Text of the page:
Repetitive Stress Injury (RSI) is attributed to a number of overlying
biomedical factors. Repetitive activities performed at work or leisure over an
extended period of time, constant excessive load or effort and poor body mechanics
are suggested as causes of RSI. In addition, medical conditions such as pregnancy,
rheumatoid arthritis, and diabetes can also contribute to RSI. When RSI occurs at
the wrist and/or fingers, persons complain of numbness, tingling and pain in the area
of the thumb, index, and middle fingers. The pain often increases at night and can
radiate to the forearm, upper arm and neck. Eventually the affected person loses
strength in the affected hand and can no longer easily move the fingers.
The term given for this set of symptoms is carpal tunnel syndrome (CTS), which is the narrowing of the anatomical tunnel formed by the wrist (carpal) bones through which the median nerve travels. The compression of the median nerve influences its sensory and motor innervations to the thumb, index, and middle fingers causing tingling, numbness, burning sensation, weakness and clumsiness.
The U.S. Department of Labor (DoL) concluded that the CTS is the “Chief occupational hazard of the 90’s”, affecting around eight million Americans and accounting for 41% of all work-related injuries. It is estimated that 25% of all computer operators have CTS, and by the year 2000 the DoL estimates over 50% of the workforce may be affected. Approximately 20,000 medical procedures are performed every year to correct various aspects of CTS; however, only 23% of all CTS patients are able to return to their previous professions after surgery.
Women are twice as likely to develop CTS as their male counterparts. Although they comprise 45% of the work force, they experience 66% of all work- related repetitive stress injuries. The Occupational Safety and Health Administration (OSHA) estimates that by the year 2000, cumulative trauma syndromes will account for 50 cents of each dollar spent on medical care. The American Academy of Orthopedic Surgeons estimates that CTS cost 1 billion dollars annually in medial treatment. Each worker compensation claim for repetitive stress injuries can cost from $20-100K.
Keyboard usage exacerbates other repetitive actions that are associated with CTS. Carpal Tunnel Syndrome, and its associated pathologies, is common among persons who use keyboards or fretboards as well as flute and string players. Treatment options for CTS vary widely, they include; surgery, Yoga, wrist splints that minimize wrist movements, specialized exercise equipment that strengthen the muscles of the forearm and fingers, and psychological support after the injury. The rationale for Yoga is that stretching and relaxing the wrist and forearm musculature can minimize CTS. Wrist splints can often help, especially within three months of the onset of symptoms. Their use reduces the latency of the evoked electromyogram (EMG) of the median nerve. The latency measurement of the median EMG is considered the criterion standard for the diagnosis of CTS. Various exercise devices have also been reported to be effective. Flextend is an example of such a device designed to correct the imbalance between the flexor and extensor muscles of the wrist. Flexor muscles of the forearm are more powerful than the extensor muscles and may contribute to the onset and progression of CTS.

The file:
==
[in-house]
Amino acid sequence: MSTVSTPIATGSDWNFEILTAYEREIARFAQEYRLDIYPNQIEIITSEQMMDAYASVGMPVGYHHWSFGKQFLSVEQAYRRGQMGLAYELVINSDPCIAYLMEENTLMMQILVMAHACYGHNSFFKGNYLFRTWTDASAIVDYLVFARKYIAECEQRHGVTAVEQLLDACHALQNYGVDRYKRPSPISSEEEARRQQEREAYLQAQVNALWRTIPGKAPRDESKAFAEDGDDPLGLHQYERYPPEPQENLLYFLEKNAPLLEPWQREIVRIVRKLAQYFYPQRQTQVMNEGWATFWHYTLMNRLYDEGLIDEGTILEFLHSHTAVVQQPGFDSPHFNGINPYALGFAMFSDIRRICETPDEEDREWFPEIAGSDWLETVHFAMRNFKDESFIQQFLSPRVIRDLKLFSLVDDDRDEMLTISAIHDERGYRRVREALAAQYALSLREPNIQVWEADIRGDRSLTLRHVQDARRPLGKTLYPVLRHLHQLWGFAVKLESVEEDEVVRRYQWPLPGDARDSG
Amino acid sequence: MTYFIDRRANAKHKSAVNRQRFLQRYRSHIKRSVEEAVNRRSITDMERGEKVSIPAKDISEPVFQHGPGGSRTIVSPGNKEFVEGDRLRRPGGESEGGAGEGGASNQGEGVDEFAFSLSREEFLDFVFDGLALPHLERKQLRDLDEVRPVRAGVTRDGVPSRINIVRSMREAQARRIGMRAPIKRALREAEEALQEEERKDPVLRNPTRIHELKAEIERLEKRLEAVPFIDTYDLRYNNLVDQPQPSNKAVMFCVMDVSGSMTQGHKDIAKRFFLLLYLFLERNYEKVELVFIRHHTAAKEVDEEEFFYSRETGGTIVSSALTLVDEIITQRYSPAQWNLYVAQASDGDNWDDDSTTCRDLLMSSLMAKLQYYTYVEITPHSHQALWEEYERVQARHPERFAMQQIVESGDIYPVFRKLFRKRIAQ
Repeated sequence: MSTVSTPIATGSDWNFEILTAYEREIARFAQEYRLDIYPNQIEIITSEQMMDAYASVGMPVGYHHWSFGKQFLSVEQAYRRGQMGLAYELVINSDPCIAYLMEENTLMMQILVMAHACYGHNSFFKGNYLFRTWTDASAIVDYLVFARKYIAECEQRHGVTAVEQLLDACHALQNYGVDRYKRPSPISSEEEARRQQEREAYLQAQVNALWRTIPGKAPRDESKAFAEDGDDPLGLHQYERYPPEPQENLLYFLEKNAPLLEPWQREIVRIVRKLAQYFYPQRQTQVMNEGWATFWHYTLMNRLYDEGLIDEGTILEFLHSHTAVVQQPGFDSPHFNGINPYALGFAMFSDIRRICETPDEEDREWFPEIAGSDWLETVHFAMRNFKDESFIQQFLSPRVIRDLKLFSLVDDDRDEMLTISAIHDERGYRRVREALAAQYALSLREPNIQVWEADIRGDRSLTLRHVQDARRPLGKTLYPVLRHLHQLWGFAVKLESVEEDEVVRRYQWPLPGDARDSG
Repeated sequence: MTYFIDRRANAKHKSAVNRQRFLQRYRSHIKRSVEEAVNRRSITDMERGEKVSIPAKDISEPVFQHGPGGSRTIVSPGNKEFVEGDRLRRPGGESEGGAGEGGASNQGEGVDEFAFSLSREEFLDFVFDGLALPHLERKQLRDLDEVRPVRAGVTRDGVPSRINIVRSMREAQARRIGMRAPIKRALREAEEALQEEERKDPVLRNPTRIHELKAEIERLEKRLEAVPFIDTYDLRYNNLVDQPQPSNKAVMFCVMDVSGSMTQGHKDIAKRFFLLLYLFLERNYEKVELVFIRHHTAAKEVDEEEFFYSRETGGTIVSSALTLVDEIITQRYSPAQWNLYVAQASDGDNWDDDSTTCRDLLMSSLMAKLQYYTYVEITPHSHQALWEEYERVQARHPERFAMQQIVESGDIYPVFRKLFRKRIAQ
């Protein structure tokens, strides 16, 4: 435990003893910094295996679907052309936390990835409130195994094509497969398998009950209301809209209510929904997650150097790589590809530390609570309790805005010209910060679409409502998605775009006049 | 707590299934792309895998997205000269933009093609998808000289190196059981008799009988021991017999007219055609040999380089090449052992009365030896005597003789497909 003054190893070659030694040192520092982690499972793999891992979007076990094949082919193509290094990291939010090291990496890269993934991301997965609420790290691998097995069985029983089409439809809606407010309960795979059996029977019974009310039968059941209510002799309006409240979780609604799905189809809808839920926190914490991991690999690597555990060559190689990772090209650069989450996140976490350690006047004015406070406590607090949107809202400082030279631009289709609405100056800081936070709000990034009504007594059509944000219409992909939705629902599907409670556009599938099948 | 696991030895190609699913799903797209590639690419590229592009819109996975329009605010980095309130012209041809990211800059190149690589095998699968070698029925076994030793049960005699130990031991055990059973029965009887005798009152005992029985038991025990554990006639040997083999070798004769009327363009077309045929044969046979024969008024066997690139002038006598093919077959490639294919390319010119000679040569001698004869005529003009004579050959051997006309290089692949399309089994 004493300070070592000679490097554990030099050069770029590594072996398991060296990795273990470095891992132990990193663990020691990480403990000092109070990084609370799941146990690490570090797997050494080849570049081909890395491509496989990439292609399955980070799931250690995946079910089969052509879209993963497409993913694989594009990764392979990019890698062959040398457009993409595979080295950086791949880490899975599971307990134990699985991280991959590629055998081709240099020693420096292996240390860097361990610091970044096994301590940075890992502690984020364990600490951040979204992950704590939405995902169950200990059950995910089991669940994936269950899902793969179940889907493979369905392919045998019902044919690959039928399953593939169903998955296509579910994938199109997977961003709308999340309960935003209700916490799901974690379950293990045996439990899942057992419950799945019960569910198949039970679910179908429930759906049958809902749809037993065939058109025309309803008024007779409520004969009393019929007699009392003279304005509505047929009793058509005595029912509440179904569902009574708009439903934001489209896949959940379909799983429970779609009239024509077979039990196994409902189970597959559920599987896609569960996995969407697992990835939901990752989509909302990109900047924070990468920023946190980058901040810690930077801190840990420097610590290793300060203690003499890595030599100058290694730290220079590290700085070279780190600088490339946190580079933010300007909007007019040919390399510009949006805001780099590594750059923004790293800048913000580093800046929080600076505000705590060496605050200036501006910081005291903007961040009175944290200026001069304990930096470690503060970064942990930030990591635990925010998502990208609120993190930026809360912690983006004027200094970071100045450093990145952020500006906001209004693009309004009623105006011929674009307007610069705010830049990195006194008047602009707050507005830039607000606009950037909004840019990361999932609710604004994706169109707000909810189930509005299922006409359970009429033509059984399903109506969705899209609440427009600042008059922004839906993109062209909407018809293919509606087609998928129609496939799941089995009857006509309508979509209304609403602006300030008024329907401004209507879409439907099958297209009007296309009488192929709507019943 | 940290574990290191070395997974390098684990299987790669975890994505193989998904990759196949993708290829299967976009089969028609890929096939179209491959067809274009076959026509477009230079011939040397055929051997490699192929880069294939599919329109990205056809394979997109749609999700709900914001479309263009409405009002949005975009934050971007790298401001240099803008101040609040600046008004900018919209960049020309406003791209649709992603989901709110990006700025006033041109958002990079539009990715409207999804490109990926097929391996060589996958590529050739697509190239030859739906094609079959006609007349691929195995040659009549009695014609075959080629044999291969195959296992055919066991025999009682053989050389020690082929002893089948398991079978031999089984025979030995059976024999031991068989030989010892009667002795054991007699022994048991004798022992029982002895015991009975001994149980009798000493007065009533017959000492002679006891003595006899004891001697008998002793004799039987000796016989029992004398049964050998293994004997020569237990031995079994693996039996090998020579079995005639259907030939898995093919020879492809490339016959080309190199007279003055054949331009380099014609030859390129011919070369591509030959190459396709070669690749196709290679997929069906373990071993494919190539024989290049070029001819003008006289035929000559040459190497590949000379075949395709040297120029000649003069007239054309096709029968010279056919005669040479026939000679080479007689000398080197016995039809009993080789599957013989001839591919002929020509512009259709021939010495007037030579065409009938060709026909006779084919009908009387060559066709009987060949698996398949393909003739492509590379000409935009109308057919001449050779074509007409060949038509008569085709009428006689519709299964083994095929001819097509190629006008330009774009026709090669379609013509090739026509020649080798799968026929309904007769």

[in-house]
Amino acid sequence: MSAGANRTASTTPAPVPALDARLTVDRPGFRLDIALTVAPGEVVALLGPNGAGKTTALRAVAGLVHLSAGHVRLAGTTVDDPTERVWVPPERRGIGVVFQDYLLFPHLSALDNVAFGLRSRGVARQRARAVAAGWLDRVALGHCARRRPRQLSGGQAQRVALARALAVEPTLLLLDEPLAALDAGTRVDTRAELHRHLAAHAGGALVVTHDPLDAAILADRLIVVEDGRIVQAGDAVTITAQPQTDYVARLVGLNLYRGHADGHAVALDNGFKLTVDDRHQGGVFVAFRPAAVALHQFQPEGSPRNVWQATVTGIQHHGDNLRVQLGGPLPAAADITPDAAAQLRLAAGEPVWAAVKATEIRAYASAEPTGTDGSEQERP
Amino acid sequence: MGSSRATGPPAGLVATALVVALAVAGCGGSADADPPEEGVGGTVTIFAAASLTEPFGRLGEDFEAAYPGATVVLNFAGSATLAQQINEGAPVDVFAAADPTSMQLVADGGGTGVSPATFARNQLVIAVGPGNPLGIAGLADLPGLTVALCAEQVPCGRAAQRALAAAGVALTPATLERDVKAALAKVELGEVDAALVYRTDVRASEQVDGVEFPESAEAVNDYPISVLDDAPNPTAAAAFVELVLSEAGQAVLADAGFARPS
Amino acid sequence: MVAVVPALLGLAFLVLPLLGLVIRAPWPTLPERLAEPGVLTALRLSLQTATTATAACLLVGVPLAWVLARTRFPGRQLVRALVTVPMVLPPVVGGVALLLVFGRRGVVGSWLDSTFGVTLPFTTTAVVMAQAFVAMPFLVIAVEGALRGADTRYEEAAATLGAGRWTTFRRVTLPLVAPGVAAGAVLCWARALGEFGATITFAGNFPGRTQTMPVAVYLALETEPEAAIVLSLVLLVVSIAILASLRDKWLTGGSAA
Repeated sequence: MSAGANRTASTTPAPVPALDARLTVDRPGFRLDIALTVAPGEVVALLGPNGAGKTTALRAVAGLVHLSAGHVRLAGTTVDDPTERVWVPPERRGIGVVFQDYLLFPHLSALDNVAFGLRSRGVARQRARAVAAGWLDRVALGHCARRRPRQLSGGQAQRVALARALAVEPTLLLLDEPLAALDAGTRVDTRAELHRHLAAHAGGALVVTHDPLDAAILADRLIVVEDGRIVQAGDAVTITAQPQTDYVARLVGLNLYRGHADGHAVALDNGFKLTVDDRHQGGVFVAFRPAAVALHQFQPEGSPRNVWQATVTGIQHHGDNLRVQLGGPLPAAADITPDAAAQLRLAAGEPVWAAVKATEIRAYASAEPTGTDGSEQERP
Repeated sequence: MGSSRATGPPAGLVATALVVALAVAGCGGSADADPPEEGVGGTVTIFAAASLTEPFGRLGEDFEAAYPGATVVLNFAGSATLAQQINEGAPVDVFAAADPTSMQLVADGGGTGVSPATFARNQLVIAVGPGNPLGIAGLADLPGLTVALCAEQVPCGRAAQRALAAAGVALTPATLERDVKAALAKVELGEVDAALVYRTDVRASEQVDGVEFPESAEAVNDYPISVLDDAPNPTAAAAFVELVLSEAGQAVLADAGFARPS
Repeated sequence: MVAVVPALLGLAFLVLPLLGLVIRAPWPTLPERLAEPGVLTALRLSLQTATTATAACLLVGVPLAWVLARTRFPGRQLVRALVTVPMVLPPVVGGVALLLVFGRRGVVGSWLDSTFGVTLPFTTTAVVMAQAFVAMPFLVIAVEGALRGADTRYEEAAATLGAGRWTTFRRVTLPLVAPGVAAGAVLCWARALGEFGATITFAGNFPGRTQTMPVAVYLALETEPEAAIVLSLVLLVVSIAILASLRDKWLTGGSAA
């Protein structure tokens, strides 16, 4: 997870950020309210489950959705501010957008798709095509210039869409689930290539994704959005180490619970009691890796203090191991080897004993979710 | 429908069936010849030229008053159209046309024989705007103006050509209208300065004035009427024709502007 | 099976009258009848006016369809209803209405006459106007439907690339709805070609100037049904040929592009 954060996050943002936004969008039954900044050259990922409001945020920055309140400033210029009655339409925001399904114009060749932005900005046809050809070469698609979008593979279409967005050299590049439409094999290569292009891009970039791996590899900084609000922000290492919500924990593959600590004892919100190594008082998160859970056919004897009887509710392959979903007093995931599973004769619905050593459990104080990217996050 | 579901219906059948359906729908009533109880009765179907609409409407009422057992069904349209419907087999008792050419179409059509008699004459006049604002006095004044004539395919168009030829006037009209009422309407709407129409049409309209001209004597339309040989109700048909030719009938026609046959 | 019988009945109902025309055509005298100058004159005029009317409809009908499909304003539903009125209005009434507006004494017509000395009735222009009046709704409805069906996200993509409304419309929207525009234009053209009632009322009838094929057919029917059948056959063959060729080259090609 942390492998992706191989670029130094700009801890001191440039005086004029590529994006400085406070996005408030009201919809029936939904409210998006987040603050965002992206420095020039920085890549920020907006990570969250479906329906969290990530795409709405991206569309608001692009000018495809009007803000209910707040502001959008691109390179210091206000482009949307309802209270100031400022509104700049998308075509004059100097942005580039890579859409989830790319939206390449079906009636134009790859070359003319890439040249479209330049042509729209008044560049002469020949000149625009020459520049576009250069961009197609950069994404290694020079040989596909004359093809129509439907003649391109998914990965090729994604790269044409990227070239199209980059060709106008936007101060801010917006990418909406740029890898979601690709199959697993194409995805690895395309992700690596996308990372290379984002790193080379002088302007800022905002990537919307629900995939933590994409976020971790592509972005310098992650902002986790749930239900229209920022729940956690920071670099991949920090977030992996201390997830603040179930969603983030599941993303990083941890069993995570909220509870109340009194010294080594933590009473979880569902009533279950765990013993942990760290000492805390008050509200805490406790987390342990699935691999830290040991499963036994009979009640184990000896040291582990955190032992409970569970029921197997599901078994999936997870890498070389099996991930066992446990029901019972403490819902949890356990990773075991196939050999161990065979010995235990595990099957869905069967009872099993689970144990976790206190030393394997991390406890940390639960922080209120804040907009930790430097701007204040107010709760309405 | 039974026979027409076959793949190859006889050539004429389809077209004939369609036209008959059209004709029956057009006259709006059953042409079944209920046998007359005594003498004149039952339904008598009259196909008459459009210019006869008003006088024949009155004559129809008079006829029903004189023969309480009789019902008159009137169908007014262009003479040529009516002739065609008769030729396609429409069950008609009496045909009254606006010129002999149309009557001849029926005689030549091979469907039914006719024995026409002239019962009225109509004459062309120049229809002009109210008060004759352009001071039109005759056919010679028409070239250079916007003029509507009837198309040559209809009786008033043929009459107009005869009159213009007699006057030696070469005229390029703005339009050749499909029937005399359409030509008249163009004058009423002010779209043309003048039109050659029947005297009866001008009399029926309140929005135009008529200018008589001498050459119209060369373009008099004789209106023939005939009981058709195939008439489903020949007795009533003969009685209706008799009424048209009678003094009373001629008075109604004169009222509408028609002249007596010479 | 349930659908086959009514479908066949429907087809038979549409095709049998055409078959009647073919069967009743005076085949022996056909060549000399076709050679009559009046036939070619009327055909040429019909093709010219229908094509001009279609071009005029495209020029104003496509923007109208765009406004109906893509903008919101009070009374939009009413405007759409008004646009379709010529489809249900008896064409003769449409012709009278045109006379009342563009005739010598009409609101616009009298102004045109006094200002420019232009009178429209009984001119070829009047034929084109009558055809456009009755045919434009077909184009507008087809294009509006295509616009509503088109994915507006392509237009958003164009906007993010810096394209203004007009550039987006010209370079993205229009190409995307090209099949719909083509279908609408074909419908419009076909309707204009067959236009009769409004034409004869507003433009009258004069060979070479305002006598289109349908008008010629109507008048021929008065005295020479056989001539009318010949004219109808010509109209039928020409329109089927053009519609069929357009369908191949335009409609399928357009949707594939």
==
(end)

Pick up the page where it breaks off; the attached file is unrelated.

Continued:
The diagnosis of carpal tunnel syndrome is difficult. The classic procedure used to detect CTS via latency times of the median nerve and/or clinical evaluations have indicated that these two methods are not adequate to identify all patients who have the symptoms of CTS. Another method commonly used by the clinician is to evaluate the grip strength of the patient. This procedure requires the patient to maintain a constant amount of force for a minute or to rapidly grip and release a force-measuring device (dynamometer). This procedure does not mimic the real world, and its value as a diagnostic tool is questionable.
At present there is no objective measurement of the force that the fingers can produce when they are sequentially generating force on a keyboard while controlling the wrist angle. Although CTS is a major problem facing the work force and recreational groups in the United States, there is no reported method that quantifies pre- and post-finger force values after clinical intervention. In addition, there are no standards (e.g.: databases) of how much force one or all the fingers can generate while typing in a controlled situation. To develop such a database, a system is needed to collect and analyze finger-force data.
At present the diagnosis of CTS remains controversial. Atcheson, Ward and
Lowe evaluated 297 patients of whom 38% were diagnosed with CTS and studied
whether there were any underlying pathologies that may contribute to the diagnosis
of CTS. They concluded that a person with CTS is one who complains only of pain
in his/her upper limb.
The subjective criteria for diagnosis CTS consisted of the following:
The purpose of this project is to describe a force-measuring device that records single- and multiple-fingers force profiles. This system will incorporate individual force sensors on an ergonomically designed and commercially available computer keyboard. In addition, software will be developed to record the subject's depression and release of single and multiple keys and the force profile of each finger-force level.